States like Montana have a longstanding, historical interest in avoiding taxpayer support for religious activities. Forcing them to fund private religious education would be unprecedented. That’s why Interfaith Alliance joined diverse religious and civil rights organizations in an amicus brief urging the Supreme Court to uphold the separation of religion and government. Learn more.
LGBTQ Employment Discrimination Cases
Status: Argued Oct. 8, 2019
In October 2019, the U.S. Supreme Court heard oral arguments for three cases: Altitude Express v. Zarda, Bostock v. Clayton County, GA, and R.G. & G.R. Harris Funeral Homes v. EEOC and Aimee Stephens. These cases concern non-discrimination protections for LGBTQ+ employees under Title VII of the Civil Rights Act of 1964.
Dan Zarda and Gerald Bostock were both fired after their employers learned of their sexual orientation. Aimee Stephens was fired after her employer learned of her gender identity. In all three situations, the employers used sex stereotypes to make hiring and firing decisions, a type of prohibited discrimination on the basis of sex.
The federal Equal Employment Opportunity Commission and the various lower courts define sex stereotypes to include an employer’s beliefs about who their employee should be attracted because of the employee’s sex and the relationship between an employee’s gender identity and the sex they were assigned at birth.
The Supreme Court will decide whether to affirm this established definition of sex discrimination or roll back existing employment protections for millions of LGBTQ+ Americans.
Too often employers overstep the boundaries of personal religious freedom – the right to believe as we choose – to impose their beliefs on others through staffing decisions. Turning away LGBTQ+ job applicants and employees isn’t religious freedom – it’s discrimination. Learn more about the cases and #OurDayInCourt events across the country.
American Legion et al. v. American Humanist Association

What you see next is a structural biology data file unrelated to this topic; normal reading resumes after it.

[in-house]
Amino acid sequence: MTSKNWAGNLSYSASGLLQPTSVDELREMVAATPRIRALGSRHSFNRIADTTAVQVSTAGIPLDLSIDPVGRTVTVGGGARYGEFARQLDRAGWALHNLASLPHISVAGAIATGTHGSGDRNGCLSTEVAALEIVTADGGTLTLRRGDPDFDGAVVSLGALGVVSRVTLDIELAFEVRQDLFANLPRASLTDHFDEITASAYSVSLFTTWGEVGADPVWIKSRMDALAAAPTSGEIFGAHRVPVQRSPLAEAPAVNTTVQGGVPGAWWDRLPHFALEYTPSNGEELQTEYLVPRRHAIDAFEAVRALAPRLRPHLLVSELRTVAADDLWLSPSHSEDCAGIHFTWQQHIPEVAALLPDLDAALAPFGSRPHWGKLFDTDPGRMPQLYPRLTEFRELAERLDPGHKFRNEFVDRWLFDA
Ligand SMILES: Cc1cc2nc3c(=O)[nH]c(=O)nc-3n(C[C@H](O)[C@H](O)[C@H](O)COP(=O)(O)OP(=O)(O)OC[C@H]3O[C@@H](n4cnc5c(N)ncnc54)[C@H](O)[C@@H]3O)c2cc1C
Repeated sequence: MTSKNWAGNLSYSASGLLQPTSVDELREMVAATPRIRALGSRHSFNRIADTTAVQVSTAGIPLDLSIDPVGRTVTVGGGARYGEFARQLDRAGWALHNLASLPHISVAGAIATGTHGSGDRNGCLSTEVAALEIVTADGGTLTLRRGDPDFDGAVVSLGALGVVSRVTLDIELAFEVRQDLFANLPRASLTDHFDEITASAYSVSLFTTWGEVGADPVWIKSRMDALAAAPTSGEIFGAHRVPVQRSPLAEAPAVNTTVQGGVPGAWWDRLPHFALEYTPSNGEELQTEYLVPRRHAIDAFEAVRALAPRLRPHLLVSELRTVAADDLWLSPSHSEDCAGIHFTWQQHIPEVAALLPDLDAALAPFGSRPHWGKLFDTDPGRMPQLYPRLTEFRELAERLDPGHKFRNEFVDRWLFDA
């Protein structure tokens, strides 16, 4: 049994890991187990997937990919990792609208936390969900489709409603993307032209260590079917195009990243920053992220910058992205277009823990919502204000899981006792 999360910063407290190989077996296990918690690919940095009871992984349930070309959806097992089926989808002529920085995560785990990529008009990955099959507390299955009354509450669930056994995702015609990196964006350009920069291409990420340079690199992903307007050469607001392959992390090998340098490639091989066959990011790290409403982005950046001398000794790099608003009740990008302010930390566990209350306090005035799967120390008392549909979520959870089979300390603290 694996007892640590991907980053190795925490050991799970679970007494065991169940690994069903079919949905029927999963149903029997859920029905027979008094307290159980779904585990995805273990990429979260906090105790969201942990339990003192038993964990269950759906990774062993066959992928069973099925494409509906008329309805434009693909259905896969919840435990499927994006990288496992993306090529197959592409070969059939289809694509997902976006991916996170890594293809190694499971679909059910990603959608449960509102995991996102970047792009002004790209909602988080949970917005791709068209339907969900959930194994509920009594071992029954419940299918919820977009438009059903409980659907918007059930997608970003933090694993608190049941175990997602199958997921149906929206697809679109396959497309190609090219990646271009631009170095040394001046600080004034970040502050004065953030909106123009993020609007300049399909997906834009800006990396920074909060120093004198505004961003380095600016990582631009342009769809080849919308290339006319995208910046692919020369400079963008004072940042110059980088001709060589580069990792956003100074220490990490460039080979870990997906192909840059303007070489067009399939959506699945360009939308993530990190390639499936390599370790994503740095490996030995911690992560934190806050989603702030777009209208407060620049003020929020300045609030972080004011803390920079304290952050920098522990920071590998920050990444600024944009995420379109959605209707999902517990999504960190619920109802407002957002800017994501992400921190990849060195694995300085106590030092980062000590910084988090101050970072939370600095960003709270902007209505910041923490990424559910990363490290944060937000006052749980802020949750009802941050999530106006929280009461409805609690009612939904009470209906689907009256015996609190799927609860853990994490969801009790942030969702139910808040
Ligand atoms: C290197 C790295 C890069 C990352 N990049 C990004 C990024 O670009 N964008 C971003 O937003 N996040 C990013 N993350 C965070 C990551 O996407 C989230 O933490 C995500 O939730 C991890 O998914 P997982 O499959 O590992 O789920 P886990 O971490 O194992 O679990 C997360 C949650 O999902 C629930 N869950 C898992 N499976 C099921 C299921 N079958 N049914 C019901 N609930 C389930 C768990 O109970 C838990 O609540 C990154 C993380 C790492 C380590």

Status: Decided June 20, 2019
On June, the Supreme Court issued a decision in American Legion et al. v. American Humanist Association. The case considers whether a large marble cross located on public land and maintained using public funds violates the Establishment Clause of the U.S. Constitution.
Interfaith Alliance immediately condemned the decision, which allows the 40-foot monument to remain at the center of a public intersection, paid for by local taxpayers. Rabbi Jack Moline, president of Interfaith Alliance, expressed grave concern that the Court would now be in the business of determining what constitutes a religious symbol:
“While today’s Supreme Court ruling in American Legion et al. v. American Humanist Association may have been the outcome many expected, the decision to allow the Bladensburg cross to remain on public land endangers religious freedom.
“Under Chief Justice Roberts, the Supreme Court has slowly been chipping away at the separation between religion and government in this country, allowing the religious beliefs of some more weight than others. This case in particular, no matter how narrowly decided or how justices tried to parse old and new memorials, places the Supreme Court in the business of determining what constitutes a religious symbol and justifies the use of public money and land for private beliefs.”